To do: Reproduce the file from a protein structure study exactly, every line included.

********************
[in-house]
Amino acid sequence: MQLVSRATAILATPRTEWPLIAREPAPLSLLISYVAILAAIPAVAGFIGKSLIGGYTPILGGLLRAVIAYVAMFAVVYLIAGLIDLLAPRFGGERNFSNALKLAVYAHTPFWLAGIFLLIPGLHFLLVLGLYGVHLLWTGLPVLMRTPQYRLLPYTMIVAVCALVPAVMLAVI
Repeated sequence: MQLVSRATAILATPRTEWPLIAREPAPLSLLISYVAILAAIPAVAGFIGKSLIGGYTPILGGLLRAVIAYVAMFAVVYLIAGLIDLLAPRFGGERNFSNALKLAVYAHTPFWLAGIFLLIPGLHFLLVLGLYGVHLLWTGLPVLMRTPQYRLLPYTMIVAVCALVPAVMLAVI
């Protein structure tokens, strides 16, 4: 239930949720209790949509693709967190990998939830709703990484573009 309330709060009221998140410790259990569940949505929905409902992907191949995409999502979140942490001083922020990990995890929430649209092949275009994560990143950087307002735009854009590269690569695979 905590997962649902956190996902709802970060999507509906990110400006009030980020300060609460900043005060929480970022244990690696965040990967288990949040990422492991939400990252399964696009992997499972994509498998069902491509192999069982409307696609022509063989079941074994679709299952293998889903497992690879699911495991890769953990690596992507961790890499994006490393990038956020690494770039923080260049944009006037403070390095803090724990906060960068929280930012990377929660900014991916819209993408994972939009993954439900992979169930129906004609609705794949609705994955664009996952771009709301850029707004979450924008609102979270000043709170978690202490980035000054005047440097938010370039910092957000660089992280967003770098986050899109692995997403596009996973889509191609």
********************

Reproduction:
[in-house]
Amino acid sequence: MQLVSRATAILATPRTEWPLIAREPAPLSLLISYVAILAAIPAVAGFIGKSLIGGYTPILGGLLRAVIAYVAMFAVVYLIAGLIDLLAPRFGGERNFSNALKLAVYAHTPFWLAGIFLLIPGLHFLLVLGLYGVHLLWTGLPVLMRTPQYRLLPYTMIVAVCALVPAVMLAVI
Repeated sequence: MQLVSRATAILATPRTEWPLIAREPAPLSLLISYVAILAAIPAVAGFIGKSLIGGYTPILGGLLRAVIAYVAMFAVVYLIAGLIDLLAPRFGGERNFSNALKLAVYAHTPFWLAGIFLLIPGLHFLLVLGLYGVHLLWTGLPVLMRTPQYRLLPYTMIVAVCALVPAVMLAVI
């Protein structure tokens, strides 16, 4: 239930949720209790949509693709967190990998939830709703990484573009 309330709060009221998140410790259990569940949505929905409902992907191949995409999502979140942490001083922020990990995890929430649209092949275009994560990143950087307002735009854009590269690569695979 905590997962649902956190996902709802970060999507509906990110400006009030980020300060609460900043005060929480970022244990690696965040990967288990949040990422492991939400990252399964696009992997499972994509498998069902491509192999069982409307696609022509063989079941074994679709299952293998889903497992690879699911495991890769953990690596992507961790890499994006490393990038956020690494770039923080260049944009006037403070390095803090724990906060960068929280930012990377929660900014991916819209993408994972939009993954439900992979169930129906004609609705794949609705994955664009996952771009709301850029707004979450924008609102979270000043709170978690202490980035000054005047440097938010370039910092957000660089992280967003770098986050899109692995997403596009996973889509191609």